Australian Manufacturing Workers' Union


Members support national rail plan

AMWU members have endorsed Labor’s new national rail initiative which aims for the first time to properly co-ordinate train purchases between the states to boost Australian manufacturing.

Workers at Bendigo’s SSR rail workshops in Victoria were briefed with media by Labor’s Industry spokesman Senator Kim Carr at the launch of the party’s National Passenger Rail Procurement Strategy.

A Shorten Labor Government would approach all states, industry and unions to end the fragmented “boom and bust” cycle of each state purchasing its own rolling stock – often from overseas - while ignoring the national picture.

Expert research commissioned by the AMWU estimates that a nationally co-ordinated strategy could increase the industry’s value by $8 billion in its early stages, initially creating 659 new manufacturing jobs.

Labor will examine the need for a federal-state transport authority to help co-ordinate local procurement on $46 billion of rail infrastructure already announced.

Local build of trains and trams dovetails with the extra $1.6 billion the party pledged last week to assist major passenger rail projects in Brisbane, Sydney and Melbourne.


On the same track: Senator Carr speaks to AMWU members from across Victoria at SSR's Bendigo Rail Workshop.

Senator Carr told our members that the Federal Government should take a leading role in encouraging the states to purchase passenger  and freight rolling stock from local firms, using Australian-made parts and steel.

“I’m very confident we can secure the support of the states,” he said.

 Victoria and Queensland were showing the massive jobs potential of building trains locally and the Senator urged NSW to get on board rather than “pig-headedly” resorting to overseas builds as its first and only option.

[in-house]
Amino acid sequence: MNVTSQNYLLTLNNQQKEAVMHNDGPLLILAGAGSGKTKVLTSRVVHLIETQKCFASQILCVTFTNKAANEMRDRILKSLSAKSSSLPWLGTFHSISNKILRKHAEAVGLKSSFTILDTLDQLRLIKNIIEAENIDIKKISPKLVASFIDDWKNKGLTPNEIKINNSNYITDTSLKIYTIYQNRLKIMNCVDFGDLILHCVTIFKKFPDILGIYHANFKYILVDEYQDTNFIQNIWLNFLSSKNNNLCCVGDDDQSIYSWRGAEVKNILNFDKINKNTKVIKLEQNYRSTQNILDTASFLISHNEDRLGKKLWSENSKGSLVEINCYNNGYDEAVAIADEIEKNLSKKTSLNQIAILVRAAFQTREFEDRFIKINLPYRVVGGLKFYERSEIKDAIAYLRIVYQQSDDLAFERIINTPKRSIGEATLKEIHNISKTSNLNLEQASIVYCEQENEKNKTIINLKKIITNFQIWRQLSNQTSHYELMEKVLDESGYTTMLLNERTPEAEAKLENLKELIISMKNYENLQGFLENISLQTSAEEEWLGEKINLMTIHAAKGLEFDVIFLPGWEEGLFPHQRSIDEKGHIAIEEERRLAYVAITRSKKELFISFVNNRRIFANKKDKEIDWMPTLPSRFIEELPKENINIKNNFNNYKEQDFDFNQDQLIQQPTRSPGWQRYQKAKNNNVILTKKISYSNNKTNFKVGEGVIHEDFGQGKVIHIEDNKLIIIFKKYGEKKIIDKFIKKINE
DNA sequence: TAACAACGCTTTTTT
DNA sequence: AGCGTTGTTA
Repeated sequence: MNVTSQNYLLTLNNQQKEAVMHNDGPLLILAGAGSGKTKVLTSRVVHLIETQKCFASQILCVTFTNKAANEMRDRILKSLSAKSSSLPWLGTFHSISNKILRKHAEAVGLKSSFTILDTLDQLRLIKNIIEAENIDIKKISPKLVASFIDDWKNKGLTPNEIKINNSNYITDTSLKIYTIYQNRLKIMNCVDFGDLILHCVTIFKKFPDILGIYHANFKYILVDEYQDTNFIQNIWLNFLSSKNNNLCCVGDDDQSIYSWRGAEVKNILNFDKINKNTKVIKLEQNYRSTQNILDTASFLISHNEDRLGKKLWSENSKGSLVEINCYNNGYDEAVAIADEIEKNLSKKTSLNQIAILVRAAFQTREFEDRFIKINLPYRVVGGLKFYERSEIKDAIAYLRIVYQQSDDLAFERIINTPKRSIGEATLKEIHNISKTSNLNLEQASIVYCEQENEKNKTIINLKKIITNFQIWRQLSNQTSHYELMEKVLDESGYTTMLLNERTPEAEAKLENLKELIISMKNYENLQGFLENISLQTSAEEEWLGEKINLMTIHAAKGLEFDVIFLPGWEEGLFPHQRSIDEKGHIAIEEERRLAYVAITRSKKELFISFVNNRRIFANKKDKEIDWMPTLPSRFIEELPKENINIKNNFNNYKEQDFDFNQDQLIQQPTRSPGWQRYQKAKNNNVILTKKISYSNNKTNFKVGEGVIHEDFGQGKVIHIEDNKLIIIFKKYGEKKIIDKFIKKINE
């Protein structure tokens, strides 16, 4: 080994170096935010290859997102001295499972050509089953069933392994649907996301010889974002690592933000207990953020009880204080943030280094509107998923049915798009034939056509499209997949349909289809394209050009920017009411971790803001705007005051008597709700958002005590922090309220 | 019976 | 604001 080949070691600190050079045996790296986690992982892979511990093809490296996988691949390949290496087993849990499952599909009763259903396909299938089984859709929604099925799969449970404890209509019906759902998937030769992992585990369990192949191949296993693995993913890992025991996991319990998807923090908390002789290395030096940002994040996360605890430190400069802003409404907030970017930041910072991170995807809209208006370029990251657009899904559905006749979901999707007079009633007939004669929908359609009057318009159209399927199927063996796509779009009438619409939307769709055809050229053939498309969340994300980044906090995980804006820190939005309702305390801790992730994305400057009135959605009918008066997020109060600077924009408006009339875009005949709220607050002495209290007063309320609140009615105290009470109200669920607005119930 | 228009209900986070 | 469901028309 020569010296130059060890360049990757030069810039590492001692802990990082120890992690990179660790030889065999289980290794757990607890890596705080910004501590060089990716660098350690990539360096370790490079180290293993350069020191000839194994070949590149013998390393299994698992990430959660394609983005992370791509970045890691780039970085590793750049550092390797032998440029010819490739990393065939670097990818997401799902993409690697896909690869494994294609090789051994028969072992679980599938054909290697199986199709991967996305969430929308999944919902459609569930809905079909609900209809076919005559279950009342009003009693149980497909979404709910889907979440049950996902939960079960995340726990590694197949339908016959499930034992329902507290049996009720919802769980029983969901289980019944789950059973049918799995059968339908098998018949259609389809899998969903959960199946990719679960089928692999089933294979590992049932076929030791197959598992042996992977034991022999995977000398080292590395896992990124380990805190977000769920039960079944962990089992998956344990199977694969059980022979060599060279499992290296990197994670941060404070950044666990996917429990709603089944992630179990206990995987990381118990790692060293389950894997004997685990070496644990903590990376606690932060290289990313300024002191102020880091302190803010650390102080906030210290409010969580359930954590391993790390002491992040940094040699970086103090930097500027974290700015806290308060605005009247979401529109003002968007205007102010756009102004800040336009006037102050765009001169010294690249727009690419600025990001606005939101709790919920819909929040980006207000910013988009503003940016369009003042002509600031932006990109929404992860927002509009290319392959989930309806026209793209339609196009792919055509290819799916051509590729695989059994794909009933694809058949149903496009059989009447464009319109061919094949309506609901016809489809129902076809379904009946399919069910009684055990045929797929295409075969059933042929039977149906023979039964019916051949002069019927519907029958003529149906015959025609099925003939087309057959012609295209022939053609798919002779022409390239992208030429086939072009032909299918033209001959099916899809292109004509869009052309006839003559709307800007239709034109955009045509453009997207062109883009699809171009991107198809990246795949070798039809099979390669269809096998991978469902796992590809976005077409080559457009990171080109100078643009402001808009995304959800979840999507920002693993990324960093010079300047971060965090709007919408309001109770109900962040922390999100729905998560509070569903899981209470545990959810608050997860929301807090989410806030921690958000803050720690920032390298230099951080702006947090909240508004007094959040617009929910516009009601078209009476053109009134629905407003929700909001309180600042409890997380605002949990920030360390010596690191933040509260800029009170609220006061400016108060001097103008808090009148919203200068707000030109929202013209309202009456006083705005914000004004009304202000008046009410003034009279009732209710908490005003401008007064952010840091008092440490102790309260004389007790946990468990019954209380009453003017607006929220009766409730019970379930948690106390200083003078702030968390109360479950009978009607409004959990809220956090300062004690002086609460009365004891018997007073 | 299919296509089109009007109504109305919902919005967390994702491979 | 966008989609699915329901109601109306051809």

Just this week, the NSW Premier announced that he would purchase a new fleet of Newcastle trams from Spain while the Hunter rail industry is on its knees.

Senator Carr met about 20 members from SSR, plus our delegates from Alston and UGL in Ballarat and Downer from Newport (Melbourne) who attended the policy launch.

Darren Thompson, our AMWU delegate at SSR, said the shop did maintenance on passenger trains, locos and wagons but had proven its potential by designing and building two new locos in the past few years.

“Local content has to be the way to go if we’re to grow more jobs,” he said.

“The Andrews Government has kicked it off here in Victoria, but the Federal Government could lead and provide this across the country.”

Downer delegate Ray Portelli said: “Our company’s average age is 53, why devote money to skilling overseas workforces when we need apprentices for our future? Exchange rates mean we pay top dollar for trains made in Europe.”

SSR co-owner Vin Nally said: “We’ve proven we can build a world-class loco here, build it cheaper than importing it from the US. We have the skills in Australia, we need governments to invest.”

AMWU Assistant National Secretary Glenn Thompson called on the Coalition to match the election policy as local procurement should be bi-partisan.

National industry: (below) Senator Carr and Labor MP for Bendigo Lisa Chesters with SSR workers, management and AMWU rail delegates and officials from across Victoria.





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